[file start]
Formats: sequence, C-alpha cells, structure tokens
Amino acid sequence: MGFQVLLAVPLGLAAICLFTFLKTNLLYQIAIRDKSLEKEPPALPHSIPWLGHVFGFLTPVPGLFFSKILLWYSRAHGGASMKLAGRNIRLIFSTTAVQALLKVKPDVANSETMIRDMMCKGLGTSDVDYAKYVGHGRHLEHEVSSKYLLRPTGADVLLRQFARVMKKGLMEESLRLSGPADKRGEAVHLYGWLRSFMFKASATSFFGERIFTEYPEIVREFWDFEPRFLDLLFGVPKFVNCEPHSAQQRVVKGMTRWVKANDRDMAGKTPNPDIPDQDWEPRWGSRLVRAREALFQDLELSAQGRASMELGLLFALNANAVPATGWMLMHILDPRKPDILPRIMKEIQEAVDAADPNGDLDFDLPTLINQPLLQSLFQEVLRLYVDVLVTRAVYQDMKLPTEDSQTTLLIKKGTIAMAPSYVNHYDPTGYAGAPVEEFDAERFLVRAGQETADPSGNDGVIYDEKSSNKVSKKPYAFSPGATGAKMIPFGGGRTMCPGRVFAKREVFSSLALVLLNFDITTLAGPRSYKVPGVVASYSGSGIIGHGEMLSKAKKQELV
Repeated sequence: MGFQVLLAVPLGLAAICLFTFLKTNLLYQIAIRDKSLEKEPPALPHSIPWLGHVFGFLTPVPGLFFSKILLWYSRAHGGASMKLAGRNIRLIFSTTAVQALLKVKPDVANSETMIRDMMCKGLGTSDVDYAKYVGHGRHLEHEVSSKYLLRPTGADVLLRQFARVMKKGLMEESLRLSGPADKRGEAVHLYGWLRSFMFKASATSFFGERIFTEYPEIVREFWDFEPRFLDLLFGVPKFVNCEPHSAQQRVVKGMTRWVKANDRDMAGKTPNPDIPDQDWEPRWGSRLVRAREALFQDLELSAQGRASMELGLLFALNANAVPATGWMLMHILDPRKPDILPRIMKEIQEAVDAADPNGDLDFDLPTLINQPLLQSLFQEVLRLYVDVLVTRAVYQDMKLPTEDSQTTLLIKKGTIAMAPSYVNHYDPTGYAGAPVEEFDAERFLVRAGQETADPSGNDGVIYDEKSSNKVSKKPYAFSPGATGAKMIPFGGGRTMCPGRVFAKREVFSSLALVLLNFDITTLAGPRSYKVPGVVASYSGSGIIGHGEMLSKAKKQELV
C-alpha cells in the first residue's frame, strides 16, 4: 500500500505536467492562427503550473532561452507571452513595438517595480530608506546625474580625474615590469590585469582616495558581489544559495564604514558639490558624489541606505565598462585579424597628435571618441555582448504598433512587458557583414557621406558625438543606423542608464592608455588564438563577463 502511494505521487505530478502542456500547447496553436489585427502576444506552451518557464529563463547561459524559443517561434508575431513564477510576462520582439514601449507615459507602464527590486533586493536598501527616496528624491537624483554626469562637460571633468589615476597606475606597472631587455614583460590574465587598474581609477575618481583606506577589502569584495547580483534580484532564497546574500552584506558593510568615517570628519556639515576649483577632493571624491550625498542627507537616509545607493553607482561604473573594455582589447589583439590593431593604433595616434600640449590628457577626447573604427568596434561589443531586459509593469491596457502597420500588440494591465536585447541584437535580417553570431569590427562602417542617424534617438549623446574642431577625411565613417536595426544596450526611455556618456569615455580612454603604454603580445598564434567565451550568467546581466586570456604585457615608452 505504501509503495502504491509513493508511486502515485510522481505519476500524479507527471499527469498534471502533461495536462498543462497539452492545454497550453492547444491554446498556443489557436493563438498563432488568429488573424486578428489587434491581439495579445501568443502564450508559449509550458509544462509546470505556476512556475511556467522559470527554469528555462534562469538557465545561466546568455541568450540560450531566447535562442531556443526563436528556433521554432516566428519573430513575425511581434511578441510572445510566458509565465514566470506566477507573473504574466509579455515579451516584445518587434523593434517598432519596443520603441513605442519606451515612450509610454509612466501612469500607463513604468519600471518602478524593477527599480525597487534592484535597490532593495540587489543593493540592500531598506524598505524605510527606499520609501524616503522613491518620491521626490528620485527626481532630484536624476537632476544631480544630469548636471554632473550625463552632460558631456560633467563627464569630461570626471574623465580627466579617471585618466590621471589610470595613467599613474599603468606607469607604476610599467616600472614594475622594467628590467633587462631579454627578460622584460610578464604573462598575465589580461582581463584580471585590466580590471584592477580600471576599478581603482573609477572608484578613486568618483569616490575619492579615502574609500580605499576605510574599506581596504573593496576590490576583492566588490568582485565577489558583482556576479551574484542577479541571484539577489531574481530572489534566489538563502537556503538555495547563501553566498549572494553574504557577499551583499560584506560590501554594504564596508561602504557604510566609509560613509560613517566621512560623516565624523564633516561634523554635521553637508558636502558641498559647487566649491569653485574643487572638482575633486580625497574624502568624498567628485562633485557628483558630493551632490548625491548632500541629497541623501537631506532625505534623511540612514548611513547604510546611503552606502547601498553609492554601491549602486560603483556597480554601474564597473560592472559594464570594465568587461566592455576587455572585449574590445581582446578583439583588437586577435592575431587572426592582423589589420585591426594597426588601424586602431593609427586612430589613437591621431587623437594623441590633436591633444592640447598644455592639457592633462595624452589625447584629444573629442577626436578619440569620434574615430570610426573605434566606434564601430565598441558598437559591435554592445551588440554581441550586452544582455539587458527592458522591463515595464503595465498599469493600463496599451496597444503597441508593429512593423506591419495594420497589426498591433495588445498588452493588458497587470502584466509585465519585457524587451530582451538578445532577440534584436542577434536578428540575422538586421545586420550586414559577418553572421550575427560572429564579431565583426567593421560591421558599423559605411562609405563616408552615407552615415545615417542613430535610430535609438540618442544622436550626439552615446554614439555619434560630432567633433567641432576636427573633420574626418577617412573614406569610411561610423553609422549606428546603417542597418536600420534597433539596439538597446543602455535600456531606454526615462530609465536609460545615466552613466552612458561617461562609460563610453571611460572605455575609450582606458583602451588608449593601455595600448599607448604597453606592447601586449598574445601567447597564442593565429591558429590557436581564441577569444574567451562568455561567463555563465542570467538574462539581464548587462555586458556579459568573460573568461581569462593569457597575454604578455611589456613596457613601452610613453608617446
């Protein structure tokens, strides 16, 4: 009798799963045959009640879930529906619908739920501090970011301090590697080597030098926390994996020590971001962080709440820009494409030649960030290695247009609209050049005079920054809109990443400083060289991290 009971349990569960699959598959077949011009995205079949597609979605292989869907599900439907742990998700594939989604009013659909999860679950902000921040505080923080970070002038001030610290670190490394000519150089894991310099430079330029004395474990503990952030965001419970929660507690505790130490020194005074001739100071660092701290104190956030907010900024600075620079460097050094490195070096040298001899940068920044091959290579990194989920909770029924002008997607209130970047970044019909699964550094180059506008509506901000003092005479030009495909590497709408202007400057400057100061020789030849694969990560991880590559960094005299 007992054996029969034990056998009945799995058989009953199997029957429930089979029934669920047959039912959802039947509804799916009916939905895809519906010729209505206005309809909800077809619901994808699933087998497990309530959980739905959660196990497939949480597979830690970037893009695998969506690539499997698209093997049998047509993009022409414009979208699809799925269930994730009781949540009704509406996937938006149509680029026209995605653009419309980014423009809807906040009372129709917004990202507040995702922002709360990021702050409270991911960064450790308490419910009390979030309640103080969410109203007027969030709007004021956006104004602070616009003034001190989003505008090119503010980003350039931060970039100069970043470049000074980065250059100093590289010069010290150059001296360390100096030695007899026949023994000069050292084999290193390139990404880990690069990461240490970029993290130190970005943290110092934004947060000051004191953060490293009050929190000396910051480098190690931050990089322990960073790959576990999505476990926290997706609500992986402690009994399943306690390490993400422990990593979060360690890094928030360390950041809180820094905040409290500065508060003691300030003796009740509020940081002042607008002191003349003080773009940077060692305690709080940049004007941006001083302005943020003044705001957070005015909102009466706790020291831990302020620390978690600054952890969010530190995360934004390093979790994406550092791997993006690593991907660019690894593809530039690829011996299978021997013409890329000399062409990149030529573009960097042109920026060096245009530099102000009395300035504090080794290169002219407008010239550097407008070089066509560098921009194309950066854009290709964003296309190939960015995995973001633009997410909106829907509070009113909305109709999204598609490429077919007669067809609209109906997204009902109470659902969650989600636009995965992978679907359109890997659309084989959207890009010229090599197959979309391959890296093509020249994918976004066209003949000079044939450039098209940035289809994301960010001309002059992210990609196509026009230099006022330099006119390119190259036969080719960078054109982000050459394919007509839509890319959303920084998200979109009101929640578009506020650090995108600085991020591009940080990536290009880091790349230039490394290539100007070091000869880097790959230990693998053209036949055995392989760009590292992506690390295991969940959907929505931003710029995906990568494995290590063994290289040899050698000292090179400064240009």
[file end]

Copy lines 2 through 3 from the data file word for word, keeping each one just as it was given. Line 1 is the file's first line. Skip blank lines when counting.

Amino acid sequence: MGFQVLLAVPLGLAAICLFTFLKTNLLYQIAIRDKSLEKEPPALPHSIPWLGHVFGFLTPVPGLFFSKILLWYSRAHGGASMKLAGRNIRLIFSTTAVQALLKVKPDVANSETMIRDMMCKGLGTSDVDYAKYVGHGRHLEHEVSSKYLLRPTGADVLLRQFARVMKKGLMEESLRLSGPADKRGEAVHLYGWLRSFMFKASATSFFGERIFTEYPEIVREFWDFEPRFLDLLFGVPKFVNCEPHSAQQRVVKGMTRWVKANDRDMAGKTPNPDIPDQDWEPRWGSRLVRAREALFQDLELSAQGRASMELGLLFALNANAVPATGWMLMHILDPRKPDILPRIMKEIQEAVDAADPNGDLDFDLPTLINQPLLQSLFQEVLRLYVDVLVTRAVYQDMKLPTEDSQTTLLIKKGTIAMAPSYVNHYDPTGYAGAPVEEFDAERFLVRAGQETADPSGNDGVIYDEKSSNKVSKKPYAFSPGATGAKMIPFGGGRTMCPGRVFAKREVFSSLALVLLNFDITTLAGPRSYKVPGVVASYSGSGIIGHGEMLSKAKKQELV
Repeated sequence: MGFQVLLAVPLGLAAICLFTFLKTNLLYQIAIRDKSLEKEPPALPHSIPWLGHVFGFLTPVPGLFFSKILLWYSRAHGGASMKLAGRNIRLIFSTTAVQALLKVKPDVANSETMIRDMMCKGLGTSDVDYAKYVGHGRHLEHEVSSKYLLRPTGADVLLRQFARVMKKGLMEESLRLSGPADKRGEAVHLYGWLRSFMFKASATSFFGERIFTEYPEIVREFWDFEPRFLDLLFGVPKFVNCEPHSAQQRVVKGMTRWVKANDRDMAGKTPNPDIPDQDWEPRWGSRLVRAREALFQDLELSAQGRASMELGLLFALNANAVPATGWMLMHILDPRKPDILPRIMKEIQEAVDAADPNGDLDFDLPTLINQPLLQSLFQEVLRLYVDVLVTRAVYQDMKLPTEDSQTTLLIKKGTIAMAPSYVNHYDPTGYAGAPVEEFDAERFLVRAGQETADPSGNDGVIYDEKSSNKVSKKPYAFSPGATGAKMIPFGGGRTMCPGRVFAKREVFSSLALVLLNFDITTLAGPRSYKVPGVVASYSGSGIIGHGEMLSKAKKQELV